The Trump Administration moved a step closer to upping its tariff on $200 billion worth of Chinese goods from 10% to 25% while computer companies urged it to delay that move.
President Donald Trump said Sunday (May 5) that he would be raising the tariff on that $200 billion worth of Chinese goods from as of Friday and the tariff on another $325 billion of goods "shortly." Consumer tech companies warn those tariffs are a tax that hurts workers, savers and retirees.
Now the U.S. Trade Representative has published the 10% to 25% "modification" in the Federal Register. There will be a process for appeals to exclude some covered products.
The good news is that consumer-connected devices--phones, tablets, etc.--were removed from the final list of the $200 billion worth of products. The bad news is it still included routers, circuit assemblies and networking equipment the escalation of prices for which those tech groups say could slow the rollout of 5G and closing the digital divide.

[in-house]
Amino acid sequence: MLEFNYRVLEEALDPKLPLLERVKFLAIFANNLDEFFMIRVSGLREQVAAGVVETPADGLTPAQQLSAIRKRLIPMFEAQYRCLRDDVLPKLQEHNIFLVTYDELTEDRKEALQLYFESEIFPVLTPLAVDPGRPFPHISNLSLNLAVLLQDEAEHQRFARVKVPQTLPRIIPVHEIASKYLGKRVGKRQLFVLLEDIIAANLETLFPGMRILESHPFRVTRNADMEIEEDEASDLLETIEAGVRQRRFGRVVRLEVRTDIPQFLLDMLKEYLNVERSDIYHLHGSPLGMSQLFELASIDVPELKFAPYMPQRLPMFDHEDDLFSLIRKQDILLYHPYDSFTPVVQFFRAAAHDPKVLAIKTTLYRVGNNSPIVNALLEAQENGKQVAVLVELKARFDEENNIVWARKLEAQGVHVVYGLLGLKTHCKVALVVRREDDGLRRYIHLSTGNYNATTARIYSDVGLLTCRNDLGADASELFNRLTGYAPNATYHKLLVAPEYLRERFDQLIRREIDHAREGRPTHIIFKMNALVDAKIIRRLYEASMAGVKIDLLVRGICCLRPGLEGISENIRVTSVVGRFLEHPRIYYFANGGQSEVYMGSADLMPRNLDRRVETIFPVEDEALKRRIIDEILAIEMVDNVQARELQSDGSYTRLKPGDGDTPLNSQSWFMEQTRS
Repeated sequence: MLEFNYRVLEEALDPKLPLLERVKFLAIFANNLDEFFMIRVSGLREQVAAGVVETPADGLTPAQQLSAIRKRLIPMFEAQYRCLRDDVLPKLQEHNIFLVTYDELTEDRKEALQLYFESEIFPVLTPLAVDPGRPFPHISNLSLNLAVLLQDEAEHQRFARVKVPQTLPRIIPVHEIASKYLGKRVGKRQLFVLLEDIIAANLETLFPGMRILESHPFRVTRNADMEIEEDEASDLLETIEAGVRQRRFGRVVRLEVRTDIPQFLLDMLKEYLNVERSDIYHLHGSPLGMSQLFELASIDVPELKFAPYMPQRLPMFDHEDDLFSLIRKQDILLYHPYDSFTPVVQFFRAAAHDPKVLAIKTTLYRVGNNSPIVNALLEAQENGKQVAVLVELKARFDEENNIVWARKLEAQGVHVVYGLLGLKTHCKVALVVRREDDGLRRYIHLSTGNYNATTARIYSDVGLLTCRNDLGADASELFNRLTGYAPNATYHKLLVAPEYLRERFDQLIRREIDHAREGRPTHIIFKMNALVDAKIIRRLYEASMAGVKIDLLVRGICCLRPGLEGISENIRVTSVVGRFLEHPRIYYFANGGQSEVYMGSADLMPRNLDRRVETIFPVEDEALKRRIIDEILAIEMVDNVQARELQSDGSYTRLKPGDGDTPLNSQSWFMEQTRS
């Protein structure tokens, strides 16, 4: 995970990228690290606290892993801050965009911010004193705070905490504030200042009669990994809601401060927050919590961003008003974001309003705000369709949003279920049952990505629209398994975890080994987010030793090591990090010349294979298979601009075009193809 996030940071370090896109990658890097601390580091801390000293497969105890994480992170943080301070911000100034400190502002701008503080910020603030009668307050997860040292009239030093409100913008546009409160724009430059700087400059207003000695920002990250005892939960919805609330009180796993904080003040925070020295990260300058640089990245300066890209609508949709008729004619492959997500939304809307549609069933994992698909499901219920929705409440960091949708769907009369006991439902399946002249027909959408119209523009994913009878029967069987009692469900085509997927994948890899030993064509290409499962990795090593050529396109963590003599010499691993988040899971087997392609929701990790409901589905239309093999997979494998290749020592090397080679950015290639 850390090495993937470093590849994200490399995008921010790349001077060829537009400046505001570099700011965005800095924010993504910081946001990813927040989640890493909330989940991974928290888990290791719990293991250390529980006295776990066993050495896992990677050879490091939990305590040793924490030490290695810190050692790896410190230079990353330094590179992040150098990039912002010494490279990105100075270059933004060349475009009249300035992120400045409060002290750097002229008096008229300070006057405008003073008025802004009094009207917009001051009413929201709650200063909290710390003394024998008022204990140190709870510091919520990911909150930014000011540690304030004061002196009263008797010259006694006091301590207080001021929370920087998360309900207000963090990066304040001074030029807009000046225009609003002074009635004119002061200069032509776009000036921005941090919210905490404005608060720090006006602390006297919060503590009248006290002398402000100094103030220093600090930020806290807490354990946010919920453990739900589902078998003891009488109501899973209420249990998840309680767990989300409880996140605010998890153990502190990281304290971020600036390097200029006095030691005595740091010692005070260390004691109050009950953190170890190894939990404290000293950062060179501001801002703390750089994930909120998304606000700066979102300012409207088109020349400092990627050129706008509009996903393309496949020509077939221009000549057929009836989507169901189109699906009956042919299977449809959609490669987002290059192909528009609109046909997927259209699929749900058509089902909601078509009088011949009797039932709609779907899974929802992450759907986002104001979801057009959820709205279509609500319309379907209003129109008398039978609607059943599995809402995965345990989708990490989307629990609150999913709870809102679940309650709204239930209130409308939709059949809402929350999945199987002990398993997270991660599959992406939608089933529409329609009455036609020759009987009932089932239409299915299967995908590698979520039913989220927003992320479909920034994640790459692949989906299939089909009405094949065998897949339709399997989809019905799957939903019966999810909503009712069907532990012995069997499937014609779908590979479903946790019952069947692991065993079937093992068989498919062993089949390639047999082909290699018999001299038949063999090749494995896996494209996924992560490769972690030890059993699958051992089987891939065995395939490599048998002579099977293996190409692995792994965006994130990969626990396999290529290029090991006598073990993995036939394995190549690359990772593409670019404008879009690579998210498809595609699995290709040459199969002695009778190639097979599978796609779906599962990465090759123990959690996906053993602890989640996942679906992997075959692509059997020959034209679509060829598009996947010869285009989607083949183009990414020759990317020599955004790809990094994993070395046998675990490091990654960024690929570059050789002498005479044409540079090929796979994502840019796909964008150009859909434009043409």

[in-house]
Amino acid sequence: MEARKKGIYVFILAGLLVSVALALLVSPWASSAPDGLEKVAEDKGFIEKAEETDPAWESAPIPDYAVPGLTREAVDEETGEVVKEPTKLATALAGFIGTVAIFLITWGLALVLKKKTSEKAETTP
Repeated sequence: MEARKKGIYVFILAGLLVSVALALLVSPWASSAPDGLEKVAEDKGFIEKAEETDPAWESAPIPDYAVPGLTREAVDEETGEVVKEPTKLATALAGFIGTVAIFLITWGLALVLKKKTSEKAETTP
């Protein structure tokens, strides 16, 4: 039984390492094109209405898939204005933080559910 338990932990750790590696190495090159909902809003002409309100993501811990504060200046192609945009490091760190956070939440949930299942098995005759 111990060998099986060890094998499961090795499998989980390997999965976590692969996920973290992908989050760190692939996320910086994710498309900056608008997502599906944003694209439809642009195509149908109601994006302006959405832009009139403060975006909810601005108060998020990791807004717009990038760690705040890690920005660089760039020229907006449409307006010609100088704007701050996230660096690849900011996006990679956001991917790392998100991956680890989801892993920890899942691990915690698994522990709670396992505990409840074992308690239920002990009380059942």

That comes even as the U.S. is expressing increasing concerns about Chinese tech in U.S. networks.
The Computer & Communications Industry Association is no fan of China's policies, but it doesn't appear to think the tariff is the right way to go.
“This escalation will only lead to further retaliation and costs for US citizens and businesses," said CCIA president Ed Black. "We would urge USTR to instead delay tariffs while negotiators continue to seek real solutions to the legitimate concerns about market access for U.S. technology firms that the administration wants addressed. Setting the right foundation for trade with China is strategically important, but additional tariffs that hurt U.S. consumers are not the solution.”
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Contributing editor John Eggerton has been an editor and/or writer on media regulation, legislation and policy for over four decades, including covering the FCC, FTC, Congress, the major media trade associations, and the federal courts. In addition to Multichannel News and Broadcasting + Cable, his work has appeared in Radio World, TV Technology, TV Fax, This Week in Consumer Electronics, Variety and the Encyclopedia Britannica.
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